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No Middle East promise

Published:  18 January, 2007

What is happening in the Middle East doesn't bear thinking about.

Lebanon has been years in rebuilding, and then suddenly a few incidents and to all intents and purposes there seems to be a full-scale war going on. Not long ago we ran a feature on Israeli winemaking, and a colleague was due to be in Israel this week researching a forthcoming feature. Needless to say, he is safely tucked up in London. Harpers doesn't run to Katie Adie or John Simpson.

It is not for us to go into the rights and wrong of the situation, but it is such a gut-wrenching shame that a region that seemed, on the surface, to be settling down, to the extent that committed wine people on both sides of the border were planting vines, investing in equipment and starting to have aspirations for the future, has had those aspirations literally blown away.

On page 3 of this issue Harpers carries news on how the wine industry in Lebanon and Israel is dealing (or not) with the current conflict. In situations like the one emerging in the Middle East, wine and the fate of vineyards is, quite rightly, far down the list of priorities. Nevertheless, the wine trade is a global community and I would expect that members of the UK wine trade wish their counterparts in the affected regions the best of luck.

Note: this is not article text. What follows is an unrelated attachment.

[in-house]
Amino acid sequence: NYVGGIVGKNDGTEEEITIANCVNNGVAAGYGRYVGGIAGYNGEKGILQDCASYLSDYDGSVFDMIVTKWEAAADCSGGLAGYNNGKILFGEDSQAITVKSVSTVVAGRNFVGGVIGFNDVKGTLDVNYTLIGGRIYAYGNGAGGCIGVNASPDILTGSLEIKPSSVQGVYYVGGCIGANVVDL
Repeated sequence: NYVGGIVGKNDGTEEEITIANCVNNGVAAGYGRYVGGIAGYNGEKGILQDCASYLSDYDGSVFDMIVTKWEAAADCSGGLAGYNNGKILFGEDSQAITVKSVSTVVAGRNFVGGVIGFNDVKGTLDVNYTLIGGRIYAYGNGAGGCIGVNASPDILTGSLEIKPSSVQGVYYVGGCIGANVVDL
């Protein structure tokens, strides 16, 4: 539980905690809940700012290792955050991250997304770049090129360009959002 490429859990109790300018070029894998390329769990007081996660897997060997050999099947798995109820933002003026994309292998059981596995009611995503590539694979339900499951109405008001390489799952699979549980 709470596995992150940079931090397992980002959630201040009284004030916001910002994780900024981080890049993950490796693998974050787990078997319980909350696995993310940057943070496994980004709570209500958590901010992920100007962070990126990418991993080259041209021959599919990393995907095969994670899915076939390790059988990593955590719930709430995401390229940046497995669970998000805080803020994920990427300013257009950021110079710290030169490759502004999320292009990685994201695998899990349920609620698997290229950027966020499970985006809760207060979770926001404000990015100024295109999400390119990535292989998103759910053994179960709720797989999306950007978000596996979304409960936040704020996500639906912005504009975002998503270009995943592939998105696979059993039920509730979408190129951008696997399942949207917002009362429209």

Watching Arabs and Israelis debating the events and issues on television programmes such as Newsnight is frankly wearisome - their views are so entrenched and the hatred runs so deep that a meaningful discussion is rendered futile as it degenerates into a slanging match. At some stage, the Israelis have to sit down and talk to the various Arab factions, otherwise it really will be a fight to death - and the fate of wine production in the region will be little more than an irrelevance.

Christian Davis